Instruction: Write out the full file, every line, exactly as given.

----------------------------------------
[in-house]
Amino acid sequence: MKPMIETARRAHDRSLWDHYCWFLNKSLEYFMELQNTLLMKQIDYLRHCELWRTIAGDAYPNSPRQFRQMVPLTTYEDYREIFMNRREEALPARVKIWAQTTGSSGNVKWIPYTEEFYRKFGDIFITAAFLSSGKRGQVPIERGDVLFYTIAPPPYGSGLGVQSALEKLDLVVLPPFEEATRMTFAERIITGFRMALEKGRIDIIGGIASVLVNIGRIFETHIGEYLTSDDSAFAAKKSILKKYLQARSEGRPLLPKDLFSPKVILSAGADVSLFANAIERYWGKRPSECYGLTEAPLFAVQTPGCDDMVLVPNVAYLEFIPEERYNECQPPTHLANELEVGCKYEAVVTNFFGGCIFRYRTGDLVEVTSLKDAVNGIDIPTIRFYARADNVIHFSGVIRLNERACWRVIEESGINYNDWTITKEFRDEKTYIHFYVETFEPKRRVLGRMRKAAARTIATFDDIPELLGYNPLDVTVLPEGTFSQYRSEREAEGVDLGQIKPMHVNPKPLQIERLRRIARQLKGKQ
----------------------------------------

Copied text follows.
[in-house]
Amino acid sequence: MKPMIETARRAHDRSLWDHYCWFLNKSLEYFMELQNTLLMKQIDYLRHCELWRTIAGDAYPNSPRQFRQMVPLTTYEDYREIFMNRREEALPARVKIWAQTTGSSGNVKWIPYTEEFYRKFGDIFITAAFLSSGKRGQVPIERGDVLFYTIAPPPYGSGLGVQSALEKLDLVVLPPFEEATRMTFAERIITGFRMALEKGRIDIIGGIASVLVNIGRIFETHIGEYLTSDDSAFAAKKSILKKYLQARSEGRPLLPKDLFSPKVILSAGADVSLFANAIERYWGKRPSECYGLTEAPLFAVQTPGCDDMVLVPNVAYLEFIPEERYNECQPPTHLANELEVGCKYEAVVTNFFGGCIFRYRTGDLVEVTSLKDAVNGIDIPTIRFYARADNVIHFSGVIRLNERACWRVIEESGINYNDWTITKEFRDEKTYIHFYVETFEPKRRVLGRMRKAAARTIATFDDIPELLGYNPLDVTVLPEGTFSQYRSEREAEGVDLGQIKPMHVNPKPLQIERLRRIARQLKGKQ